Project description:The aim of this study was determine the effectiveness of a mindfulness-based stress-reduction (MBSR) program on quality of life (QOL) and psychosocial outcomes in women with early-stage breast cancer, using a three-arm randomized controlled clinical trial (RCT). This RCT consisting of 172 women, aged 20-65 with stage I or II breast cancer consisted of the 8-week MBSR, which was compared to a nutrition education program (NEP) and usual supportive care (UC). Follow-up was performed at three post-intervention points: 4 months, 1, and 2 years. Standardized, validated self-administered questionnaires were adopted to assess psychosocial variables. Statistical analysis included descriptive and regression analyses incorporating both intention-to-treat and post hoc multivariable approaches of the 163 women with complete data at baseline, those who were randomized to MBSR experienced a significant improvement in the primary measures of QOL and coping outcomes compared to the NEP, UC, or both, including the spirituality subscale of the FACT-B as well as dealing with illness scale increases in active behavioral coping and active cognitive coping. Secondary outcome improvements resulting in significant between-group contrasts favoring the MBSR group at 4 months included meaningfulness, depression, paranoid ideation, hostility, anxiety, unhappiness, and emotional control. Results tended to decline at 12 months and even more at 24 months, though at all times, they were as robust in women with lower expectation of effect as in those with higher expectation. The MBSR intervention appears to benefit psychosocial adjustment in cancer patients, over and above the effects of usual care or a credible control condition. The universality of effects across levels of expectation indicates a potential to utilize this stress reduction approach as complementary therapy in oncologic practice.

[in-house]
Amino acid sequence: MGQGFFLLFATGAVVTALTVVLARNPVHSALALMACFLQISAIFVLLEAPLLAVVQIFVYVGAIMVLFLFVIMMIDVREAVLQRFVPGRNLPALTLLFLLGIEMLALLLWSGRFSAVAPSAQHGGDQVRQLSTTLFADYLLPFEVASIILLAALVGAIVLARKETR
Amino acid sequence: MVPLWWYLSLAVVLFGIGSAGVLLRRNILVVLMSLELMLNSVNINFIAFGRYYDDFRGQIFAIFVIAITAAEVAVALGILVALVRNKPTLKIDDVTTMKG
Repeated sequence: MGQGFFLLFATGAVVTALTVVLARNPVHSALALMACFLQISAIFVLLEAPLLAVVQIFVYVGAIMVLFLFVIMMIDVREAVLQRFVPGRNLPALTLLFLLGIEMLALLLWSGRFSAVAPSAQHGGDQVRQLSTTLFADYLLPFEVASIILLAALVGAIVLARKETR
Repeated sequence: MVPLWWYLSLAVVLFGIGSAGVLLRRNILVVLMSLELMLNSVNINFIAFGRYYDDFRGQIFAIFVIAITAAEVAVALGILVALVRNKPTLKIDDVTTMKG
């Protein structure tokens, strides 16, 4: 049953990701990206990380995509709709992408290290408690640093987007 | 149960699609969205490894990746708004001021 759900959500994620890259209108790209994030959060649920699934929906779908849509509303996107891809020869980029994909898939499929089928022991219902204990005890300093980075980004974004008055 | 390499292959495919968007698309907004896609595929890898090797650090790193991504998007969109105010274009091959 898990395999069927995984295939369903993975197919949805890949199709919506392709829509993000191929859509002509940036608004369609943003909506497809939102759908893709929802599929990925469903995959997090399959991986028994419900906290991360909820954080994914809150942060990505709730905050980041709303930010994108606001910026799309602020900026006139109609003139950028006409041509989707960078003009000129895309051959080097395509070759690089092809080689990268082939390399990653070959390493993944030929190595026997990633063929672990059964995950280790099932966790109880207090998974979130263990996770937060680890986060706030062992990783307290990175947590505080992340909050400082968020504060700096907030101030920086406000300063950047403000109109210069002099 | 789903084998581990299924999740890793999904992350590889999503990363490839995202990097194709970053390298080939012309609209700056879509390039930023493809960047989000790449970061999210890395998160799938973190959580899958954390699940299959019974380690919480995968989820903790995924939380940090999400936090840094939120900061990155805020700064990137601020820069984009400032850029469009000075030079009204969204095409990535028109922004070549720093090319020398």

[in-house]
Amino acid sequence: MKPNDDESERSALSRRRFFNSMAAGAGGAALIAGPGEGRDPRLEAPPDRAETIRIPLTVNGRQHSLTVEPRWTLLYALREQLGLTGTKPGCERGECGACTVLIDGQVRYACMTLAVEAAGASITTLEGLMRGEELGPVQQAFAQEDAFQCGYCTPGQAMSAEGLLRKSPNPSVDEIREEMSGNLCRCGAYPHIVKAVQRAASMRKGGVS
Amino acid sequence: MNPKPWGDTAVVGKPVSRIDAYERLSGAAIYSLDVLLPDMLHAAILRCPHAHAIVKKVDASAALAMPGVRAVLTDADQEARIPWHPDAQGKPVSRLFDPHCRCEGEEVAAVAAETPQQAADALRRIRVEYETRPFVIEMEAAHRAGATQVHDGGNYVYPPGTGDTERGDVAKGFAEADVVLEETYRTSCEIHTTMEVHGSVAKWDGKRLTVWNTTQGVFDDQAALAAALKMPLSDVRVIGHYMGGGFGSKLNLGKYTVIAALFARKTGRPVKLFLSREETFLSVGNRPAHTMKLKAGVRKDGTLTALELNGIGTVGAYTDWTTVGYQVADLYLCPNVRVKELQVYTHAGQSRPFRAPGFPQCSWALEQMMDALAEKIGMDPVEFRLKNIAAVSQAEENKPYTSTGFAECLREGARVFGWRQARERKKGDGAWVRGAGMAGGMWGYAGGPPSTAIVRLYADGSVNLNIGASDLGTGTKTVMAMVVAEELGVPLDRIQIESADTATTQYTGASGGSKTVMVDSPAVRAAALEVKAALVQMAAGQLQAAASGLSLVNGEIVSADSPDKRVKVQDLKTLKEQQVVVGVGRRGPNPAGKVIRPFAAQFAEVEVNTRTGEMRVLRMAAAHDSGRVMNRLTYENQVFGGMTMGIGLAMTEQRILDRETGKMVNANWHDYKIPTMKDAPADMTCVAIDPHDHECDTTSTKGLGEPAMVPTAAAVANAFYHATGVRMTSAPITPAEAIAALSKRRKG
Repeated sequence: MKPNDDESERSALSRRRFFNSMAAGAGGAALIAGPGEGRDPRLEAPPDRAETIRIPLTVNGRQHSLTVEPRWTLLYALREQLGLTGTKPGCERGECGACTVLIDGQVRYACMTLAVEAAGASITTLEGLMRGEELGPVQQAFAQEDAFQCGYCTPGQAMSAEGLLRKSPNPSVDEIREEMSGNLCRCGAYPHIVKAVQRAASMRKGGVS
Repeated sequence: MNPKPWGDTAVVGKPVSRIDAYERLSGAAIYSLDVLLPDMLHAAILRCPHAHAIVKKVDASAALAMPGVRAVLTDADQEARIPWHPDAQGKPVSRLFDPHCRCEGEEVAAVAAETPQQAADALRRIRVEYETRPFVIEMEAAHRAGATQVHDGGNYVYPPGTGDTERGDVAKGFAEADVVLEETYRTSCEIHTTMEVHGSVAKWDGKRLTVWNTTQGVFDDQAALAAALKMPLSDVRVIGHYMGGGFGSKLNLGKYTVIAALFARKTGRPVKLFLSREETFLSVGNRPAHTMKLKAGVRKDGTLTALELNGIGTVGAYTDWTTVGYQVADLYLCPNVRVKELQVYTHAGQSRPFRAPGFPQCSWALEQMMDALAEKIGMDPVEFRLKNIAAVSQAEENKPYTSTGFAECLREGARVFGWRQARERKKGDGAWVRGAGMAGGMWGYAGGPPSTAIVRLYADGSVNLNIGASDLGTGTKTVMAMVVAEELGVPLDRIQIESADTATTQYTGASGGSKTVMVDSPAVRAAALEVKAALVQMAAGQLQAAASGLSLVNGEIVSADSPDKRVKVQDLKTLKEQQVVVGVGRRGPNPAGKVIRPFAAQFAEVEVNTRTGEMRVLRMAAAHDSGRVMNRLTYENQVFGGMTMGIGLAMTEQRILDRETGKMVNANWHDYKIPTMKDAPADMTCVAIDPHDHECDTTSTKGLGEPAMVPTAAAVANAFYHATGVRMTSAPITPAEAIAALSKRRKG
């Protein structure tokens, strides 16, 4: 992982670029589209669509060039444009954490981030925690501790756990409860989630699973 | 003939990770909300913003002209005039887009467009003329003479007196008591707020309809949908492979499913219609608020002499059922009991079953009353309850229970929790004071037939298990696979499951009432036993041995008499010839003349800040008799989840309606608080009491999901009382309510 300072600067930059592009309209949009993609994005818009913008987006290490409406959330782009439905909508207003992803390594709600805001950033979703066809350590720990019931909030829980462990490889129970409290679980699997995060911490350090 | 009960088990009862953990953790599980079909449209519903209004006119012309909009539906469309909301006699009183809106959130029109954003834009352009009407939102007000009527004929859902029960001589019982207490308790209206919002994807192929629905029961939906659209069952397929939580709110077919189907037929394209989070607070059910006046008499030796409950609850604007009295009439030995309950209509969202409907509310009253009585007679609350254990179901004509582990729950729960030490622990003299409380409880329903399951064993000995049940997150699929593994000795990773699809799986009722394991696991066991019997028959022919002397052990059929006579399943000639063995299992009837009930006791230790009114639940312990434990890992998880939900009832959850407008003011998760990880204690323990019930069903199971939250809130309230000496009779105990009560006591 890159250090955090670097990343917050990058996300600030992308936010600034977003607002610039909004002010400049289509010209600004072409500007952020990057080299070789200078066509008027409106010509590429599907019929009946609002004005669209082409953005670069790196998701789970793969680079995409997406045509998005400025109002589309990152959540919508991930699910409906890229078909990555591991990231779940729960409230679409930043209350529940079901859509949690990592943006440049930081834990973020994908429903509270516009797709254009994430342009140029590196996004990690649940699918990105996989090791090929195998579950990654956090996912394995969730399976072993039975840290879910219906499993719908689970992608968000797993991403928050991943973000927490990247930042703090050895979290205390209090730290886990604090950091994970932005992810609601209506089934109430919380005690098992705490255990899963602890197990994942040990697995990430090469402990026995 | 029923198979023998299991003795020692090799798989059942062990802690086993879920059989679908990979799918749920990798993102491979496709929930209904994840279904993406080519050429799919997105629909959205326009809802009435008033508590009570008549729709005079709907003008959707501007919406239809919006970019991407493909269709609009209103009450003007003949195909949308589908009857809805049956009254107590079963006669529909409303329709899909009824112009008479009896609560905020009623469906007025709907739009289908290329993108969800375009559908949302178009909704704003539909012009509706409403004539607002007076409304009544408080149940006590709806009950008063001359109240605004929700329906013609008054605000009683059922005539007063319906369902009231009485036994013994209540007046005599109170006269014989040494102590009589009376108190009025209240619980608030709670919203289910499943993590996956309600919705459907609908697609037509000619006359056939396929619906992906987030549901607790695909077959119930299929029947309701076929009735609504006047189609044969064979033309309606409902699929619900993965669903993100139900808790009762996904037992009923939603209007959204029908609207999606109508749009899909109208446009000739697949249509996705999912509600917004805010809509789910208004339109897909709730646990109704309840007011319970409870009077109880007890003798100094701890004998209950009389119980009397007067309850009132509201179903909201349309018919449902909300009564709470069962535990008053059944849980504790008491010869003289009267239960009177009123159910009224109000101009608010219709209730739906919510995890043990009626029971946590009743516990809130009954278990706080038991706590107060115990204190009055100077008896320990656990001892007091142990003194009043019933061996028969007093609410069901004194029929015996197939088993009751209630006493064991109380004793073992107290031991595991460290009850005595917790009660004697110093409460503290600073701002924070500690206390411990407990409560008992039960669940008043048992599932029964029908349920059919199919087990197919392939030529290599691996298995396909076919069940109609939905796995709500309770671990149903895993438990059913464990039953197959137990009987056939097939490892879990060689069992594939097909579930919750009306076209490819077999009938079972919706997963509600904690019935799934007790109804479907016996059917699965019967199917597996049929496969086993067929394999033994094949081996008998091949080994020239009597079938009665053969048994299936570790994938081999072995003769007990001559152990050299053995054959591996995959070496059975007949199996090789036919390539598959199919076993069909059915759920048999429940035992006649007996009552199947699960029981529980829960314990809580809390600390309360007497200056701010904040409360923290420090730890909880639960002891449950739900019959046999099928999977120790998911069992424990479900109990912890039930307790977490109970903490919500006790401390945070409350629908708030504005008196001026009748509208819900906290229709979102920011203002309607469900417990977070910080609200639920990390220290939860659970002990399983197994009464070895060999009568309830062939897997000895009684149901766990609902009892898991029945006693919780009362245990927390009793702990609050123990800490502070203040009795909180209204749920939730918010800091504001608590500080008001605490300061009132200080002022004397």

Project description:Solid organ transplant recipients must take immune suppressive medications that have side effects, cause complications, and lead to distressing symptoms that reduce health-related quality of life (QOL). Mindfulness meditation has been shown to reduce these symptoms in other patient populations, and it is unlikely to interfere with the immune suppressive medication regimen.This article describes the design and rationale of a clinical trial to determine whether training in mindfulness meditation can reduce depression, anxiety and insomnia after transplantation, and summarizes baseline characteristics of the participants.Transplant recipients were randomized in equal numbers to one of three arms: a Mindfulness-based Stress Reduction (MBSR) program consisting of 8 weeks of group instruction, home practice and telephone monitoring; a time and attention control Health Education program; or a waitlist arm. After serving 6 months as waitlist controls, these participants were re-randomized to MBSR or Health Education. Evaluations were obtained at baseline (prior to the active interventions), 8 weeks, 6 months, and 1 year (after randomization to MBSR or Health Education only). The primary analysis will compare composite symptom scores between MBSR and Health Education, initially or after serving in the waitlist. Subsequent analyses will compare these two groups on depression, anxiety, and insomnia symptom scales and secondary outcomes of health-related QOL, actigraphy, and health care utilization. A separate analysis, using only data collected before re-randomization, will compare short-term outcomes between the waitlist and active treatment arms.One hundred fifty recipients were randomized and 72% of waitlist participants (31/43) were recycled to an active intervention after 6 months. Patient characteristics were balanced across trial arms after initial and secondary randomizations.Transplant recipients are a very select population. Their adherence to the intervention and willingness to serve as waitlist controls prior to re-randomization may be atypical. Participants were not blinded to treatment and primary outcomes are self-reports.The innovative design used in the trial enabled the waitlist group to directly contribute to the number in the primary analysis of active arms, and to also serve as an internal validation test. The trial may be a useful model for trials involving very small target populations.